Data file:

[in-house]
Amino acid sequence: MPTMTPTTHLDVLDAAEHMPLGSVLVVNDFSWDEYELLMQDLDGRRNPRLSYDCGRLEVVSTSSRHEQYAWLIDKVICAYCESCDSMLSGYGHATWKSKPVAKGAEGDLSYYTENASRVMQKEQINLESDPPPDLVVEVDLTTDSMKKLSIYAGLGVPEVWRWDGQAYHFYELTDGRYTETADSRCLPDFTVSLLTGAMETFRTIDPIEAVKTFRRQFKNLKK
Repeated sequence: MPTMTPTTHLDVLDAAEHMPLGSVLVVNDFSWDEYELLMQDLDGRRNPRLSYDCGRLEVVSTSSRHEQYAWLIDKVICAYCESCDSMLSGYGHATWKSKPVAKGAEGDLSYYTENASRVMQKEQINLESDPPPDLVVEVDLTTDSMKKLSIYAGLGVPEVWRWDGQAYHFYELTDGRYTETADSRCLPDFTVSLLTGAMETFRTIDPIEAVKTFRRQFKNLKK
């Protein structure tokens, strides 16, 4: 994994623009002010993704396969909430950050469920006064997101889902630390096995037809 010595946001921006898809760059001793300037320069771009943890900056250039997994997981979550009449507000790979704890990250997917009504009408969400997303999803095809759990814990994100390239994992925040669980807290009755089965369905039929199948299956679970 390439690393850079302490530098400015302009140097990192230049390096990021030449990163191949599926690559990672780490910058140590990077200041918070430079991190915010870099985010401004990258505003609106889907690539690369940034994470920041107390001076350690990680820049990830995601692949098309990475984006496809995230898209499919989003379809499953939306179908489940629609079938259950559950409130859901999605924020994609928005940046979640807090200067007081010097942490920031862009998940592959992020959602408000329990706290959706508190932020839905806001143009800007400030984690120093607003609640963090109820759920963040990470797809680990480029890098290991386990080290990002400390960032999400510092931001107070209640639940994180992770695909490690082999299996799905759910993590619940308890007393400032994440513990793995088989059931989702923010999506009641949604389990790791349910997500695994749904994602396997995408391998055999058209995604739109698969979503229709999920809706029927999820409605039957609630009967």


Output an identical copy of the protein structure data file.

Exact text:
[in-house]
Amino acid sequence: MPTMTPTTHLDVLDAAEHMPLGSVLVVNDFSWDEYELLMQDLDGRRNPRLSYDCGRLEVVSTSSRHEQYAWLIDKVICAYCESCDSMLSGYGHATWKSKPVAKGAEGDLSYYTENASRVMQKEQINLESDPPPDLVVEVDLTTDSMKKLSIYAGLGVPEVWRWDGQAYHFYELTDGRYTETADSRCLPDFTVSLLTGAMETFRTIDPIEAVKTFRRQFKNLKK
Repeated sequence: MPTMTPTTHLDVLDAAEHMPLGSVLVVNDFSWDEYELLMQDLDGRRNPRLSYDCGRLEVVSTSSRHEQYAWLIDKVICAYCESCDSMLSGYGHATWKSKPVAKGAEGDLSYYTENASRVMQKEQINLESDPPPDLVVEVDLTTDSMKKLSIYAGLGVPEVWRWDGQAYHFYELTDGRYTETADSRCLPDFTVSLLTGAMETFRTIDPIEAVKTFRRQFKNLKK
């Protein structure tokens, strides 16, 4: 994994623009002010993704396969909430950050469920006064997101889902630390096995037809 010595946001921006898809760059001793300037320069771009943890900056250039997994997981979550009449507000790979704890990250997917009504009408969400997303999803095809759990814990994100390239994992925040669980807290009755089965369905039929199948299956679970 390439690393850079302490530098400015302009140097990192230049390096990021030449990163191949599926690559990672780490910058140590990077200041918070430079991190915010870099985010401004990258505003609106889907690539690369940034994470920041107390001076350690990680820049990830995601692949098309990475984006496809995230898209499919989003379809499953939306179908489940629609079938259950559950409130859901999605924020994609928005940046979640807090200067007081010097942490920031862009998940592959992020959602408000329990706290959706508190932020839905806001143009800007400030984690120093607003609640963090109820759920963040990470797809680990480029890098290991386990080290990002400390960032999400510092931001107070209640639940994180992770695909490690082999299996799905759910993590619940308890007393400032994440513990793995088989059931989702923010999506009641949604389990790791349910997500695994749904994602396997995408391998055999058209995604739109698969979503229709999920809706029927999820409605039957609630009967």